I have long argued that the Liberal stance to pull out the CF-18s was a campaign promise to appeal to pacifist (NDP) voters, more than a substantial commitment based on Liberal ideology or an evaluation of effectiveness. This stance has gotten much pressure, which is likely to increase with the news that the Canadian Special Operations Forces (CANSOF) were under fire as ISIS attacked the Kurdish base where training is being conducted. I just want to clarify a few things before I run off to pick up my daughter and see the new Star Wars movie.
First, this government is likely to cause itself some trouble, just as the last one did, by trying to define its effort as non-combat. If Canada keeps trainers and actually increases the number of trainers as Trudeau has promised, these folks are training the Kurds and maybe other Iraqis to kill. So, abetting combat. If they keep the Auroras (recon planes) and Polaris (refueling plane), these planes will be supporting combat via the provision of targeting information and the refueling of combat aircraft. There is nothing in Liberal ideology/history that says that combat is something to be avoided when necessary (from an alliance standpoint or a self-defense one), so I see this desire to avoid combat as strange and new. Maybe Justin Trudeau is more of a pacifist than his father or the rest of his party's legacy, but it is a stance that is odd and one that will be hard to defend.
Second, having said that, those that argue that the CF-18s are necessary to protect the CANSOF on the ground are also ignoring history: the history of Canadian ground operations since the Boer War? I am not sure. But in Afghanistan, the most recent example of ground combat, the Canadians did not bring their CF-18s (probably because it would have made the mission even more costly), and relied on air support from the allies. While I have heard murmurings lately that it would have been nice to have had Canadian fighter/bombers in theatre, I did not hear that over the course of the mission. The Canadians never had the Dutch experience of asking for air support and then losing a pivotal battle because the allies did not show up. If two CF-18's hadn't shown up when the Kurdish base was being attacked, American/British/French/Aussie/Danish/whatever planes would have. The coalition has every incentive to make sure that Canadians don't take casualties--alliance politics, mil-to-mil relations (the Americans and others like and care about the Canadians with whom they have operated over the years) and so on--and would show up and do what it is necessary to protect the CANSOF on the ground. Taking the CF-18s out of the mission and relying on other countries to provide air support would be make the mission quite like previous Canadian efforts. There are good arguments to be had for keeping the CF-18s in the mission, but this is not really one of them.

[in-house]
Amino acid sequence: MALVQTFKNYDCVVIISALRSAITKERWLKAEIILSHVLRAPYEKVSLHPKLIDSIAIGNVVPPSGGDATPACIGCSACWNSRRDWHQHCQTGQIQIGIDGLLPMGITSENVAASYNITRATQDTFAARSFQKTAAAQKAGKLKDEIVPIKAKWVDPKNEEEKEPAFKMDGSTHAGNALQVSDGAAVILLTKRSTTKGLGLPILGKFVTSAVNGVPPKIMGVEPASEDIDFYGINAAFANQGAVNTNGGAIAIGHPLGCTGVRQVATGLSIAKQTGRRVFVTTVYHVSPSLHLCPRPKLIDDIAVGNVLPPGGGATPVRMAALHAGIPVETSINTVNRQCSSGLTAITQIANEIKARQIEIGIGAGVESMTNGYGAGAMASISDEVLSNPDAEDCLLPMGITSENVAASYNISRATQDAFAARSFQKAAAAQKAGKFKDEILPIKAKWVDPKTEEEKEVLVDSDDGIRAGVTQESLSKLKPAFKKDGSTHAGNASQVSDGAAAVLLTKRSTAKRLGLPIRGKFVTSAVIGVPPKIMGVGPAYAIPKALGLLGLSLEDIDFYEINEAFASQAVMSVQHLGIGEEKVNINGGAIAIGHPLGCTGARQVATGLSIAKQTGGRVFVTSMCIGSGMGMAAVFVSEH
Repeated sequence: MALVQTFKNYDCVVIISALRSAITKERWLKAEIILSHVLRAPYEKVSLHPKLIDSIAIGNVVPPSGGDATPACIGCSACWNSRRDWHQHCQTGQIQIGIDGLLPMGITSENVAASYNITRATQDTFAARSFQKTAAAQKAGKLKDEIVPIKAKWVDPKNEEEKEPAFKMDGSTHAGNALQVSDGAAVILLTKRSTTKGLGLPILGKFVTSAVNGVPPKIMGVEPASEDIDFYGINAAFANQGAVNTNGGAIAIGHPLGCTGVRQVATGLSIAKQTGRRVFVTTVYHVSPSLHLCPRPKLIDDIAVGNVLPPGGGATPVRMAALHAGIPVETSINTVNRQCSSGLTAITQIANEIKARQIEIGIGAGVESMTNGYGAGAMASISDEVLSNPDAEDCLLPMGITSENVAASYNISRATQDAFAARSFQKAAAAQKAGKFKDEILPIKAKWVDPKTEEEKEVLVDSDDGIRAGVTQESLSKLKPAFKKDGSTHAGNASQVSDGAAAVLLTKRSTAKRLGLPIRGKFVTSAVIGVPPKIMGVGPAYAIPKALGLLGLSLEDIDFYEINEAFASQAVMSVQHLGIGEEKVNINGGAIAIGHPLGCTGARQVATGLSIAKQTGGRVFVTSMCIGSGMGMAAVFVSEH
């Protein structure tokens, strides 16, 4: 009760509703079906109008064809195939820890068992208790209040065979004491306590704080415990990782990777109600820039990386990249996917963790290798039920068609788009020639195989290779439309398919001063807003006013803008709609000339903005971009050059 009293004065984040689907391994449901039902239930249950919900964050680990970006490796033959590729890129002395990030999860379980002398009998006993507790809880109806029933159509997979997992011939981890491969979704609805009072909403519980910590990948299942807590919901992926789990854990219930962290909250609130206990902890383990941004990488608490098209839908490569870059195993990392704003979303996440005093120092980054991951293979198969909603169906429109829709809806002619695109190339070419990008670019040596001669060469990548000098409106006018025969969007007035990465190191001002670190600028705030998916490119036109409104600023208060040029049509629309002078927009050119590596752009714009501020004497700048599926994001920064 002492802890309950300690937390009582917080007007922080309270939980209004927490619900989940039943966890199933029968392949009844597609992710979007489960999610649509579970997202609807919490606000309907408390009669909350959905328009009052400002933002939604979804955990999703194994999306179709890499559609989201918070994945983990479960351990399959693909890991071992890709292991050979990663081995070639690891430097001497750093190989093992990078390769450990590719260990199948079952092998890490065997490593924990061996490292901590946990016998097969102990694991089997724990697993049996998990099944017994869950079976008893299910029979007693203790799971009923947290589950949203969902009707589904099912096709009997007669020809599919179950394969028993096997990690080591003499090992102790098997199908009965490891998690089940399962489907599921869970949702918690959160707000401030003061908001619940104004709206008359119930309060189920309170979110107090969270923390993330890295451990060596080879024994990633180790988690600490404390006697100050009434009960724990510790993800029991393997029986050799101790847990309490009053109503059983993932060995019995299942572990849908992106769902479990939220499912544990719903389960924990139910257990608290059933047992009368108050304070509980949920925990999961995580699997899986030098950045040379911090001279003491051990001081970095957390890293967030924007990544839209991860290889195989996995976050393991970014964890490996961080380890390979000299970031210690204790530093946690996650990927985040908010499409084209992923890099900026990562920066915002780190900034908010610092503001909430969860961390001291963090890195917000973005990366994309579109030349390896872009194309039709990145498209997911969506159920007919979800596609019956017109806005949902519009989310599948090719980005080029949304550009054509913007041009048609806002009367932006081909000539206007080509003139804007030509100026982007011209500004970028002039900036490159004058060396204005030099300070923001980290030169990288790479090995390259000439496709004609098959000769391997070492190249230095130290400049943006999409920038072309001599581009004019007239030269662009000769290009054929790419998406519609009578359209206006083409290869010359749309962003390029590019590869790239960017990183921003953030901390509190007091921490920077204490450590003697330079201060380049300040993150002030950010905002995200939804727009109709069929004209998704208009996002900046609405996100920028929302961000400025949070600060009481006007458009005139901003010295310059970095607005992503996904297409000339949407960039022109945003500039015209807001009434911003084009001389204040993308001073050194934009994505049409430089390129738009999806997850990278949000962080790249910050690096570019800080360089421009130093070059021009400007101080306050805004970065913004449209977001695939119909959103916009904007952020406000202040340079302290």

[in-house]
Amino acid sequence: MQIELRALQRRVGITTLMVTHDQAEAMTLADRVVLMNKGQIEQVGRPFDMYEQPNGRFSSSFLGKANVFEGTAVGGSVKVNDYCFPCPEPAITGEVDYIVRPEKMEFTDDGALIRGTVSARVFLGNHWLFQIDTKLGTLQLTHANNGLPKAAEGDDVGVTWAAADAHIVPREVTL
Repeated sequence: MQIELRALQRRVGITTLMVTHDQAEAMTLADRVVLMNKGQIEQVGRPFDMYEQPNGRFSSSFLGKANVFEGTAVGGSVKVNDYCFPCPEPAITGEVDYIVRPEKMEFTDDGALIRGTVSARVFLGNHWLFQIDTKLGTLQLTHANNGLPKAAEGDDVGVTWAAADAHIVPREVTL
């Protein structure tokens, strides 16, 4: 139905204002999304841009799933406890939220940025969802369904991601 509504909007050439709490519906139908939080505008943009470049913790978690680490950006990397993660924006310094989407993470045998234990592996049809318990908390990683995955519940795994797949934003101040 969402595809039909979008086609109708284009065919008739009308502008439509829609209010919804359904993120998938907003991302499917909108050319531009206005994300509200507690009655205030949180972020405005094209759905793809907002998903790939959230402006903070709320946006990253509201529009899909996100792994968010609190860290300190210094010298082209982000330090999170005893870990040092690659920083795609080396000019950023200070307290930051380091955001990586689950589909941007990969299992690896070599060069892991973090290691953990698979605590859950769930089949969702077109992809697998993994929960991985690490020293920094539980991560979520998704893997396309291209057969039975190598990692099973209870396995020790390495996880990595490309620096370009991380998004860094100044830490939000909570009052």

Third, the one question I have is this: was ISIS deliberately targeting a base where Canadian soldiers were residing? I cannot help but think probably so. ISIS may seem strange to us (the beheadings, etc), but they have often been both strategically and tactically smart. So, I would guess that this was no accident. The Liberals plan to increase the number of trainers in the region, which may mean more bases to target. And ISIS has shown that it will target such bases. This should not serve as an impediment to the plan to send more trainers (whether training works and can be effective without fixing the politics of the folks who supervise them is a serious consideration), but should affect the planning--that the bases are carefully located and defense of them is adequately planned.
Inheriting a war is no fun for any new government. Just ask President Obama, who inherited two plus wars. The Liberals have smart people in key foreign policy and defence positions, but they are entangled by the choices made by the Harper government and the promises made by Justin Trudeau during a political campaign. It will be interesting to see how they manage within such constraints, but I do not expect much change in Canada's stance in the Mideast.